a couple of small jobs done with Evans landscaping resources. But in 2010 Jordan
was informed that “in order for Ergon to exist”, he had to receive EDGE certification from the state and
SBE certification from the City of Cincinnati. He first applied for SBE status from the city and
Misrepresented that he owned 100% Ergon and personally ran the company’s finances.

The city approved Ergon’s application in 2011 and began bidding on contracts as an SBE
offered by the city at the direction of Evans Landscaping. By 2014 the city had awarded
About 170 contracts with Ergon valued at around $ 2,000,000. Ergon also applied for and received EDGE certification from the state of Ohio. Evans Landscaping then began to include Ergon as an EDGE subcontractor in its offerings, but Ergon rarely, if ever, performed the work Evans Landscaping represented.

The respective programs started between 2013 and 2014 when local officials collapsed
became suspicious of the relationship between Evans Landscaping and Ergon. The appeals court said in its ruling: “In truth, it was not required that Holmesians infer the relationship between the companies.” For example, Ergon sometimes used heavy machinery that bore the Evans Landscaping logo. Ergon also outsourced and shipped its two work trucks from an Evans landscaping facility – even after Patterson suggested to Doug Evans that this was incompatible with an “independent” operation by Ergon. The verdict continues, “So it was only a matter of time before officials became suspicious of the leisurely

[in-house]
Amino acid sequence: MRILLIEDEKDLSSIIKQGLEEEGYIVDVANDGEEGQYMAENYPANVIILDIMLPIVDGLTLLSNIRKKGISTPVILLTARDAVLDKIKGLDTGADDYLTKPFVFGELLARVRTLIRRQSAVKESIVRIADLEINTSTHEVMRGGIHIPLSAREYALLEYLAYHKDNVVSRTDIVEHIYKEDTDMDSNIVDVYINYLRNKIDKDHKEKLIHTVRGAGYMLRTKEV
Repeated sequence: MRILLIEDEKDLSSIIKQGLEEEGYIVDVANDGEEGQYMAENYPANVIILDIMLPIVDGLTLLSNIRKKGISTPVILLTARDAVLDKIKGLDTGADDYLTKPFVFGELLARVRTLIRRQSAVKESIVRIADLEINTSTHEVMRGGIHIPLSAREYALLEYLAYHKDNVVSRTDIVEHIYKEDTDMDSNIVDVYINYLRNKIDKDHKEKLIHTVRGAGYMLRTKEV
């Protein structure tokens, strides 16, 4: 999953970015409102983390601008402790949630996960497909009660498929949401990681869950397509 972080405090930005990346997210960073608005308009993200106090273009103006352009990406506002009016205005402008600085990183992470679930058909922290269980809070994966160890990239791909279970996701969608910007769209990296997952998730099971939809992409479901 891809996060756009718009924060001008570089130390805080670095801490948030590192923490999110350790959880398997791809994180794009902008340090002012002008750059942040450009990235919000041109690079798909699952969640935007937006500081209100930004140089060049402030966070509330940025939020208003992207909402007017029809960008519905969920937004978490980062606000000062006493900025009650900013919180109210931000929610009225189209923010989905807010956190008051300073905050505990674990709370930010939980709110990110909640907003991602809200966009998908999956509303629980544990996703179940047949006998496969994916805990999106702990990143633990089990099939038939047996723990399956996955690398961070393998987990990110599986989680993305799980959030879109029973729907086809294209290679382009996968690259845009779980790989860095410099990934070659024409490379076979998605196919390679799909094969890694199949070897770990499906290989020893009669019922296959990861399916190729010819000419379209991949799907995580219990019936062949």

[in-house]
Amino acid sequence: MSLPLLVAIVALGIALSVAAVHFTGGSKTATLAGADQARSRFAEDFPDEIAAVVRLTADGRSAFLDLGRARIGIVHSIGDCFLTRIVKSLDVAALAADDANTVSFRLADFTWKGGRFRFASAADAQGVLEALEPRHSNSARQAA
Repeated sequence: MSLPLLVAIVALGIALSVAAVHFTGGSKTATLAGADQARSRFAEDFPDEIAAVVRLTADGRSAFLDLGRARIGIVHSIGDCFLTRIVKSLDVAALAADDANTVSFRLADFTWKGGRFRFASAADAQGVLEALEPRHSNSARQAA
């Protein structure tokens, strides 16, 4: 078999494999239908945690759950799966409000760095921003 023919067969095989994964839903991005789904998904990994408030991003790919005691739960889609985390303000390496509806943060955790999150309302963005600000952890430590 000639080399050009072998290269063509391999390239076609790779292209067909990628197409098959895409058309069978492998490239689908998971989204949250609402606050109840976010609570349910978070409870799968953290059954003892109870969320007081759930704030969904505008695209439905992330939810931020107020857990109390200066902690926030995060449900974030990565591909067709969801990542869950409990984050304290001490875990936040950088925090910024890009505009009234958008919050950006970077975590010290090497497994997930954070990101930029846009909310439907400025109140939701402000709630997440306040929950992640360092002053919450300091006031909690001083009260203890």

Relationship between the companies, and they responded to their suspicions by checking Ergon several times. ”

The heightened controls, in turn, drew the attention of the FBI, which opened its own
2013 investigation. As part of that investigation, FBI Special Agent Matthew DeBlauw
Search warrants performed on several Evans Landscaping properties, including the location of the Symmes parish, and additional search warrants on email accounts related to Doug Evans and Korey Jordan.

In 2017, the FBI’s investigation bore fruit when a grand jury returned an indictment
Charges against Evans Landscaping Inc., Doug Evans and Jim Bailey (the Evans Vice Presidents)
Landscaping) with two wire fraud cases in violation of 18 USC § 1349 (one each for the Cincinnati SBE and State of Ohio EDGE programs) and three wire fraud cases in violation of 18 USC § 1343. The government also received cause of action
Agreements by Jordan, Patterson and two other Evans Landscaping executives about their roles in the Ergon program.

After four weeks of trial, the jury came to a guilty verdict on all counts. The court
sentenced Doug Evans to twenty-one months in prison and fined Evans Landscaping $ 500,000, among others.

In the judgment, the court stated, “Thus, the evidence shows that Doug Evans – as someone with no documented ownership or management interest in Ergon – was personally involved in all aspects of the company’s operations. He was everywhere: approving Ergon’s logos and business cards, approving minor quotes submitted by Ergon’s supposed owner, and instructing where Ergon’s trucks should be kept. ”

The judges added, “Beyond everyday life, Doug Evans made the big decisions. It was his word that put the program into action and his direction that over time kept Ergon in business and instituted the government treaties. In short, Doug Evans joined the conspiracy at its inception and furthered the purpose of the conspiracy agreement in two ways: (1) by maintaining and strengthening the Ergon facade to mislead government officials about her relationship with Evans Landscaping; and (2) by having complete control over Ergon’s operations to ensure that the fruits of the fraud benefit Evans Landscaping. “